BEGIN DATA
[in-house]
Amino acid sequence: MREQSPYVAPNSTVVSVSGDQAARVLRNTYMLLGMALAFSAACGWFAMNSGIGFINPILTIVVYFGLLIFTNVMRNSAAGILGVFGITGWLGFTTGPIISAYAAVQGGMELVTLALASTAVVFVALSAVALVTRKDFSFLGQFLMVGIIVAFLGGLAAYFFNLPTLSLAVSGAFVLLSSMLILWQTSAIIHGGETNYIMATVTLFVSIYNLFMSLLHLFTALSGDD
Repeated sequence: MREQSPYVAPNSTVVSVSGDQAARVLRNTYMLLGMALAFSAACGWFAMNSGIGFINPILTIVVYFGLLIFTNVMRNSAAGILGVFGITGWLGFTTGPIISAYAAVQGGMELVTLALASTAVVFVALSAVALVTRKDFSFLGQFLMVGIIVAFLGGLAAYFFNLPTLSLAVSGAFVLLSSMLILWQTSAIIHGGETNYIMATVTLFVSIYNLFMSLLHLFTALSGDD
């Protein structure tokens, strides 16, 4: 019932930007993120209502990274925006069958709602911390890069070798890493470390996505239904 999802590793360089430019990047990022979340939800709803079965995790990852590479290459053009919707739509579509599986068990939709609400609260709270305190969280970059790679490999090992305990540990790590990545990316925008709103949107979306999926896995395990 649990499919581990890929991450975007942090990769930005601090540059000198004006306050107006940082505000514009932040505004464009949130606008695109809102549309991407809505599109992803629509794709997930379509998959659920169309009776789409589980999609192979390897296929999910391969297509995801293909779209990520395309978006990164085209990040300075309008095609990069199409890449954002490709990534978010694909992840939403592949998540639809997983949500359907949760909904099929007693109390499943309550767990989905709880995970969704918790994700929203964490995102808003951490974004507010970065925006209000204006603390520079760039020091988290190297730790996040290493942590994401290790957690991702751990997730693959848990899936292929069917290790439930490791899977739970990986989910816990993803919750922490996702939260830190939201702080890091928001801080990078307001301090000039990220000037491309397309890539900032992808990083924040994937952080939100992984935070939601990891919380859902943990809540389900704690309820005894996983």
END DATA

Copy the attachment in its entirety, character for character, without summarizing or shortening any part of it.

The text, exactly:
[in-house]
Amino acid sequence: MREQSPYVAPNSTVVSVSGDQAARVLRNTYMLLGMALAFSAACGWFAMNSGIGFINPILTIVVYFGLLIFTNVMRNSAAGILGVFGITGWLGFTTGPIISAYAAVQGGMELVTLALASTAVVFVALSAVALVTRKDFSFLGQFLMVGIIVAFLGGLAAYFFNLPTLSLAVSGAFVLLSSMLILWQTSAIIHGGETNYIMATVTLFVSIYNLFMSLLHLFTALSGDD
Repeated sequence: MREQSPYVAPNSTVVSVSGDQAARVLRNTYMLLGMALAFSAACGWFAMNSGIGFINPILTIVVYFGLLIFTNVMRNSAAGILGVFGITGWLGFTTGPIISAYAAVQGGMELVTLALASTAVVFVALSAVALVTRKDFSFLGQFLMVGIIVAFLGGLAAYFFNLPTLSLAVSGAFVLLSSMLILWQTSAIIHGGETNYIMATVTLFVSIYNLFMSLLHLFTALSGDD
């Protein structure tokens, strides 16, 4: 019932930007993120209502990274925006069958709602911390890069070798890493470390996505239904 999802590793360089430019990047990022979340939800709803079965995790990852590479290459053009919707739509579509599986068990939709609400609260709270305190969280970059790679490999090992305990540990790590990545990316925008709103949107979306999926896995395990 649990499919581990890929991450975007942090990769930005601090540059000198004006306050107006940082505000514009932040505004464009949130606008695109809102549309991407809505599109992803629509794709997930379509998959659920169309009776789409589980999609192979390897296929999910391969297509995801293909779209990520395309978006990164085209990040300075309008095609990069199409890449954002490709990534978010694909992840939403592949998540639809997983949500359907949760909904099929007693109390499943309550767990989905709880995970969704918790994700929203964490995102808003951490974004507010970065925006209000204006603390520079760039020091988290190297730790996040290493942590994401290790957690991702751990997730693959848990899936292929069917290790439930490791899977739970990986989910816990993803919750922490996702939260830190939201702080890091928001801080990078307001301090000039990220000037491309397309890539900032992808990083924040994937952080939100992984935070939601990891919380859902943990809540389900704690309820005894996983």